13 HP B&S overhaul

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  #1  
Old 06-08-04, 04:19 PM
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Unhappy 13 HP B&S overhaul

I have a 13 HP B&S (MTD) riding mower with a shattered rod and broken piston. The cylinder wall is real clean and undamaged. I was able to get all of the broken pieces of connecting rod out of the crankcase. My only concern is the journal on the crankshaft. It seems to be a little gouged and sticky. I used a little 00 steel wool on the journal and it seemed to smooth it right out. If the journal is a little less than perfect, will it be O.K. to install the new piston and connecting rod without too many worries? At what point is the journal surface bad enough to require a re-grounding?
 
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  #2  
Old 06-08-04, 04:45 PM
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Numbers please

Give me the engine #'s and I'll provide you with specs and regrind numbers. Also, be sure to check closely for any cracks in the crankcase wall particularly the area where the starter motor mounts (outside the engine) as well as the camshaft for any damage before you proceed.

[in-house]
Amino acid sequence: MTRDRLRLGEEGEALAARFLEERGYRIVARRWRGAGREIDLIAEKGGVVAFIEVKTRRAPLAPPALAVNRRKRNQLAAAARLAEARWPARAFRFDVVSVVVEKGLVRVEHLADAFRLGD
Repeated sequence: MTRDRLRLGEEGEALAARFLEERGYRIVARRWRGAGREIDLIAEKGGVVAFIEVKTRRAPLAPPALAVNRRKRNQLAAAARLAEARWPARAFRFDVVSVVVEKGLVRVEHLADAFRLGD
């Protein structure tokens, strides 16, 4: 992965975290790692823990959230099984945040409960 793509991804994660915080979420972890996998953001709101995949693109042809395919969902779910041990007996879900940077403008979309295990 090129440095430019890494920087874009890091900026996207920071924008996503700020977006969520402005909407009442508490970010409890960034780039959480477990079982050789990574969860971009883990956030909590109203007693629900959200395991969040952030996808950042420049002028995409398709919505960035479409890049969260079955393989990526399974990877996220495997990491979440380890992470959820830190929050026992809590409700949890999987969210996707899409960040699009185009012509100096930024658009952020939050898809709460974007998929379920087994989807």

#3  
Old 06-08-04, 11:39 PM
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Hello Divekennene!

Don't use the crank with any blemishes. If you can scratch across the journal with your fingernail slowly and feel ANYTHING, then it is too bad to use. Some shops soak the crank in acid to remove the aluminum that is wiped on the shaft. Usually the journal is fine, it's just the aluminum from the rod that smears onto it and needs to be removed. As puey61 said, inspect for damage inside the engine block right behind where the starter is, and look at the camshaft and the camshaft bosses in the block. Many times they will get a crack in the boss. Check the wear in the balancer bushings too. Also when you replace the piston and rings, be sure to hone the cylinder to a good cross-hatch pattern to keep it from smoking when you get it back together (letting the rings seat in). Cut the ridge at the top of the cylinder too, and make sure the ring gaps are 120 degrees apart from each other around the diameter of the piston.